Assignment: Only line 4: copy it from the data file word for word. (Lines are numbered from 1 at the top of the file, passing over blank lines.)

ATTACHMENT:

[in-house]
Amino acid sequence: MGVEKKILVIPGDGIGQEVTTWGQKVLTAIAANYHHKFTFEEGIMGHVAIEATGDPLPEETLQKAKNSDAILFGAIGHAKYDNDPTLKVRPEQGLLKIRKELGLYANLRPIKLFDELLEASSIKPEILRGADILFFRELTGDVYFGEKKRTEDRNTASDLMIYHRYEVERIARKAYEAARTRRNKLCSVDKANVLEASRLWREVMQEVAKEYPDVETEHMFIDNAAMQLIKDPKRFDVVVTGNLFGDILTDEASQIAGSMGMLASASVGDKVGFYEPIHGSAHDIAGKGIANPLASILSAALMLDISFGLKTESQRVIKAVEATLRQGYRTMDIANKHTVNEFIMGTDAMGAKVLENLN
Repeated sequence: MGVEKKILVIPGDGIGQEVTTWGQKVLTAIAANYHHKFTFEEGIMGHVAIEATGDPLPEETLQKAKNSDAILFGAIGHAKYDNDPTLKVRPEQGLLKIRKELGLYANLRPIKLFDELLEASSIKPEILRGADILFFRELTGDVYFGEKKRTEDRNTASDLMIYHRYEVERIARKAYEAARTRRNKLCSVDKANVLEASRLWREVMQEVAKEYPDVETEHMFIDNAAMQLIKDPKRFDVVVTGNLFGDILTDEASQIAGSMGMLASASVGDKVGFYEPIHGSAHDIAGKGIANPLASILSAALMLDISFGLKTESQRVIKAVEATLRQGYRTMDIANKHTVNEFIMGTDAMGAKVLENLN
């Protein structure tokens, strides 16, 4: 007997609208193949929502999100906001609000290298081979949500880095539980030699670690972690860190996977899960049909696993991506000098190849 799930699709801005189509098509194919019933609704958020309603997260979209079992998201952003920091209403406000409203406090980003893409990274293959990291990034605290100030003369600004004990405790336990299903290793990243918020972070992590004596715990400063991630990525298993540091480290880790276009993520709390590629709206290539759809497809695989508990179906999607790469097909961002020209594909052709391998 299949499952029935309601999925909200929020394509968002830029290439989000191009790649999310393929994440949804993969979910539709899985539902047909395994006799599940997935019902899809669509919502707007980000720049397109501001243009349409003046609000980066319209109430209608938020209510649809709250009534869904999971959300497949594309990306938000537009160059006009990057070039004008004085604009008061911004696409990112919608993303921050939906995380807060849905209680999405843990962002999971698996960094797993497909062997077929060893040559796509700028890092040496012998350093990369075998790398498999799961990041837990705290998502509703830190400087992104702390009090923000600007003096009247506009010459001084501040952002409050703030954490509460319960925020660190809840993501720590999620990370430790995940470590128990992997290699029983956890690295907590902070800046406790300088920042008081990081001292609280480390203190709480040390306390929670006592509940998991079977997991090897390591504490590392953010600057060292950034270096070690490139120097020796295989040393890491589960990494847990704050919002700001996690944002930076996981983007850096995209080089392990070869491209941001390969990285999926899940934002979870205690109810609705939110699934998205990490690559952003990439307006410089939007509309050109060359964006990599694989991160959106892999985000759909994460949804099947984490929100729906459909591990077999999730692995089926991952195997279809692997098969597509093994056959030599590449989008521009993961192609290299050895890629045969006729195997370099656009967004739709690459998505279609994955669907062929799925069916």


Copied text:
């Protein structure tokens, strides 16, 4: 007997609208193949929502999100906001609000290298081979949500880095539980030699670690972690860190996977899960049909696993991506000098190849 799930699709801005189509098509194919019933609704958020309603997260979209079992998201952003920091209403406000409203406090980003893409990274293959990291990034605290100030003369600004004990405790336990299903290793990243918020972070992590004596715990400063991630990525298993540091480290880790276009993520709390590629709206290539759809497809695989508990179906999607790469097909961002020209594909052709391998 299949499952029935309601999925909200929020394509968002830029290439989000191009790649999310393929994440949804993969979910539709899985539902047909395994006799599940997935019902899809669509919502707007980000720049397109501001243009349409003046609000980066319209109430209608938020209510649809709250009534869904999971959300497949594309990306938000537009160059006009990057070039004008004085604009008061911004696409990112919608993303921050939906995380807060849905209680999405843990962002999971698996960094797993497909062997077929060893040559796509700028890092040496012998350093990369075998790398498999799961990041837990705290998502509703830190400087992104702390009090923000600007003096009247506009010459001084501040952002409050703030954490509460319960925020660190809840993501720590999620990370430790995940470590128990992997290699029983956890690295907590902070800046406790300088920042008081990081001292609280480390203190709480040390306390929670006592509940998991079977997991090897390591504490590392953010600057060292950034270096070690490139120097020796295989040393890491589960990494847990704050919002700001996690944002930076996981983007850096995209080089392990070869491209941001390969990285999926899940934002979870205690109810609705939110699934998205990490690559952003990439307006410089939007509309050109060359964006990599694989991160959106892999985000759909994460949804099947984490929100729906459909591990077999999730692995089926991952195997279809692997098969597509093994056959030599590449989008521009993961192609290299050895890629045969006729195997370099656009967004739709690459998505279609994955669907062929799925069916």